FLOWERY BRANCH, Ga. -- Raheem Morris strolled into the interview room decked in Nike gear and looking like a player who had just finished running sprints at the end of a practice.
As the cameras zeroed in during his first news conference as Atlanta Falcons defensive coordinator, Morris lightened the mood by engaging in a playful exchange with a media member who had just started "juicing" for wellness. Morris discussed his plan for cleansing the defense, a plan based on pressuring opposing quarterbacks more than the Falcons have done in recent seasons.
Throughout his 10-minute football sermon, Morris preached the process of steady improvement, not expecting newly signed players to be franchise "saviors" and, most importantly, winning. The 43-year-old sounded every bit the part of a head coach without the title. But those familiar with Morris, who was the head coach of the Tampa Bay Buccaneers from 2009 to '11, believe he’ll get another opportunity soon.
“He’s been a head coach in the league. He’s been to a Super Bowl. He’s got a lot of the things that you look for," said former NFL coach Tony Dungy, a Super Bowl winner-turned-analyst. "He most definitely should get an opportunity."
Morris won't campaign for another head-coaching gig. He’s aware of the lack of minority head coaches in the NFL, with close friend Mike Tomlin, Anthony Lynn, Brian Flores and Ron Rivera comprising that small group. But Morris has plenty of confidence in his skills, and he isn't oblivious to what could happen if he helps orchestrate a Falcons resurgence, like he ignited last season when he moved from receivers coach to help call the defense and work with the defensive backs. The Falcons went 6-2 in the final eight games after starting 1-7.
“I don’t know if you ever prepare to be a head coach because I think every situation that you go into will be different," Morris said. “I was fortunate enough to have one at a young age. I was given the job in Tampa [at age 32]. It was a different situation at the time. But that helped me for the move to offense for my stint in Atlanta. ...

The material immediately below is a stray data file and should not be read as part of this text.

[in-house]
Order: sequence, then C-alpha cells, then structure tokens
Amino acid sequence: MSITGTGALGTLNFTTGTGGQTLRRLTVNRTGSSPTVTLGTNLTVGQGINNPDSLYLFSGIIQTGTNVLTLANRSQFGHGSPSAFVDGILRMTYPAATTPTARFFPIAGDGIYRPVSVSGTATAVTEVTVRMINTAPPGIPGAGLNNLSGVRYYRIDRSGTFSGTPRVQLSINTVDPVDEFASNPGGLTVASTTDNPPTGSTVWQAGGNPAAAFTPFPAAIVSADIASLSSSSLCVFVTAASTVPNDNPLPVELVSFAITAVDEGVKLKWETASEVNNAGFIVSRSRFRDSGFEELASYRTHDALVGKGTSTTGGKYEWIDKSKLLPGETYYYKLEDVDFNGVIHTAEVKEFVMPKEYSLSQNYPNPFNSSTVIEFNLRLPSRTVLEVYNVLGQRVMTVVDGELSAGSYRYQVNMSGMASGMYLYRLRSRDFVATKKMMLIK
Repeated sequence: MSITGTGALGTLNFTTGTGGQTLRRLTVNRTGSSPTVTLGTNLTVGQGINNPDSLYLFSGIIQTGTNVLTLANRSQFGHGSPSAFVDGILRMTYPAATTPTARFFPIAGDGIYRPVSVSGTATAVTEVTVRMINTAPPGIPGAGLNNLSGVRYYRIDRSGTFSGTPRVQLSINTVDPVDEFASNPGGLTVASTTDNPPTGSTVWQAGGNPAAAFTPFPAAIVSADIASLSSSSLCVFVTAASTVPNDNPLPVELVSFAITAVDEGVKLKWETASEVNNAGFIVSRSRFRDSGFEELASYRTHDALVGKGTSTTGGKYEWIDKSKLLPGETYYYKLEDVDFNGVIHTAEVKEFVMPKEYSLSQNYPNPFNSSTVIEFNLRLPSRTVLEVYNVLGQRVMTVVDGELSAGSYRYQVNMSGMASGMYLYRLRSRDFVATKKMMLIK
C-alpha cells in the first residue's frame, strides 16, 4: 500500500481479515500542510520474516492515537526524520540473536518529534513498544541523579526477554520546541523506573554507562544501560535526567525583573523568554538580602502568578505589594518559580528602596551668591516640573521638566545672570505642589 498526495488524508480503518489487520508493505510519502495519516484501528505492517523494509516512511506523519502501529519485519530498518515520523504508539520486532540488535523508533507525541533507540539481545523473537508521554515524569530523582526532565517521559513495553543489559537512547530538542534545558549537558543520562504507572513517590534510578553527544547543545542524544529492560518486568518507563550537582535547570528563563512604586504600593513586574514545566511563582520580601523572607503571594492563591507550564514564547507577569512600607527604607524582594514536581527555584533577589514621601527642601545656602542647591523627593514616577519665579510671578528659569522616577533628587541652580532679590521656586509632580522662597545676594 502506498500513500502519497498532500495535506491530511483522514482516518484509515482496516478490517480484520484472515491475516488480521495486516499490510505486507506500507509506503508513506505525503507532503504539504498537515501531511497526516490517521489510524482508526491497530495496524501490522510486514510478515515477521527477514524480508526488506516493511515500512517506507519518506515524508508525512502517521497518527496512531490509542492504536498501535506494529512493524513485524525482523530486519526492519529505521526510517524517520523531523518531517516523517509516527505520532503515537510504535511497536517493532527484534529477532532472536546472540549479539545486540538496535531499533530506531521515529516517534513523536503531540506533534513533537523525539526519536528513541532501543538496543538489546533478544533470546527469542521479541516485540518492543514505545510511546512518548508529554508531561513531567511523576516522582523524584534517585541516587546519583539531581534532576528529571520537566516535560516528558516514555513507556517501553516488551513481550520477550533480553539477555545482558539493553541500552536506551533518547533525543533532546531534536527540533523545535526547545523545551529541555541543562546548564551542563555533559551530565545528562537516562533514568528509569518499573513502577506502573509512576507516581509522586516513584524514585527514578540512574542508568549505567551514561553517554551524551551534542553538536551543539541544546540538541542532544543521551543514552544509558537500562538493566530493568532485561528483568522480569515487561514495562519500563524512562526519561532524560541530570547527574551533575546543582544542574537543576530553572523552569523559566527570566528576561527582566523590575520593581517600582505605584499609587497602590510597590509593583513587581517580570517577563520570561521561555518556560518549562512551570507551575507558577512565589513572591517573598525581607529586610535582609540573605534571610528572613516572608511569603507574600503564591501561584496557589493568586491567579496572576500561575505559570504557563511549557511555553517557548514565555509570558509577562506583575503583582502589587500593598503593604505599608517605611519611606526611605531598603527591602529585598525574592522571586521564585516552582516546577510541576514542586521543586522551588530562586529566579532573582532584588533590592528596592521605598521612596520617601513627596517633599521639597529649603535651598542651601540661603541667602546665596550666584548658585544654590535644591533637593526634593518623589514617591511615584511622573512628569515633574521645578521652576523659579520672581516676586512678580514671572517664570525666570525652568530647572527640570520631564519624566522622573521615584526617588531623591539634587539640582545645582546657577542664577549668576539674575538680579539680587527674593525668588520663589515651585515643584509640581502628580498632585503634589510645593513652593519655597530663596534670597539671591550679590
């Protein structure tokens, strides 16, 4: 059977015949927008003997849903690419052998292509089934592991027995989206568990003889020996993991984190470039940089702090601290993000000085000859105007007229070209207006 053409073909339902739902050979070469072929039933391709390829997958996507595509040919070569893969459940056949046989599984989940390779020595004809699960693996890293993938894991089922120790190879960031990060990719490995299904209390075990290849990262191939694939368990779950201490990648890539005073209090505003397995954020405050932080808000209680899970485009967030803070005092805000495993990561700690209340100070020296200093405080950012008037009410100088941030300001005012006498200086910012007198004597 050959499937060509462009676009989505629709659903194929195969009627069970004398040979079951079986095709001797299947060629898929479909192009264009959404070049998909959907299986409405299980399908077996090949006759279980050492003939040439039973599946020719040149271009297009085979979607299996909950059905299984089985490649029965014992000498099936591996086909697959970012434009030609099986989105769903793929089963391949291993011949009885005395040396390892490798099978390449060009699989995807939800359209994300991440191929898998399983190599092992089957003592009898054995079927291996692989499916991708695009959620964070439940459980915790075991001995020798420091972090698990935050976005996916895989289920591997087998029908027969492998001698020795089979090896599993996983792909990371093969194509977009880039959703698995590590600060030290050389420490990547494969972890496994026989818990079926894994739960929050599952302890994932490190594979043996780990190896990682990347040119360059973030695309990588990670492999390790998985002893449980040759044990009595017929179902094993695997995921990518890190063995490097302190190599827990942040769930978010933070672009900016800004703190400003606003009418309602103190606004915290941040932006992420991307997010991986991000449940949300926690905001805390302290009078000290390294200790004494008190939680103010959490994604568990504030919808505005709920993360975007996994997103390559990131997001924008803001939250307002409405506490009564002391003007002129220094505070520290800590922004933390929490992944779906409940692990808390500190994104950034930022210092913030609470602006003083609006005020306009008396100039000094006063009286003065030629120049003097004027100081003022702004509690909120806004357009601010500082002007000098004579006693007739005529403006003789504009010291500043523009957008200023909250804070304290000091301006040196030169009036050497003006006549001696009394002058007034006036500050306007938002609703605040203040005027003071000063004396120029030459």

“... All of those things prepare you for those moments, but they don’t necessarily make you ready for those moments. To get ready for those moments, you’ve got to be in those moments. To be in those moments, you’ve got to do a good job with the job you’re doing now. So if I can do a good job at the job I’m doing now, I think those moments will come, and those opportunities will come."
At least one team that had a coaching vacancy this offseason expressed strong interest in Morris, according to a source. That team, however, moved in another direction without interviewing Morris. The Falcons were aware of the potential outside interest and had an undisclosed contingency plan for if Morris were hired away. Both owner Arthur Blank and coach Dan Quinn gave him their blessing, but Morris never received an interview.
"I always believe that you want to support people in the NFL," Blank said. "The NFL is a big fraternity in many ways. You have individuals that deserve an opportunity. And if they get it, you want to give it to them.
“I think Raheem is a very fine coach. He’s been coaching for 17 years now. I think he was part of the reason for our success in the second half of last year."
'You are what your tape says you are'
The Falcons started last season with Quinn as the defensive coordinator, but he surrendered those duties to linebackers coach Jeff Ulbrich and Morris. Morris’ midseason switch from offense to defense made a difference, as he emphasized technique and simplifying the scheme. The results were telling. Through the first eight games, the Falcons surrendered 31.3 points per game and 379.5 yards per game, allowed opponents to convert 68.8% in the red zone and 53% on third down and recorded seven sacks and two interceptions.
In the last eight games with Morris’ imprint on the defense, the Falcons surrendered 18.6 points per game and 332.1 yards per game, allowed opponents to convert 42.9% in the red zone and 25.8% on third down, tripled their sack total to 21 and had five times as many interceptions, with 10. The defensive resurgence helped persuade Blank to keep Quinn and general manager Thomas Dimitroff in place despite another 7-9 season.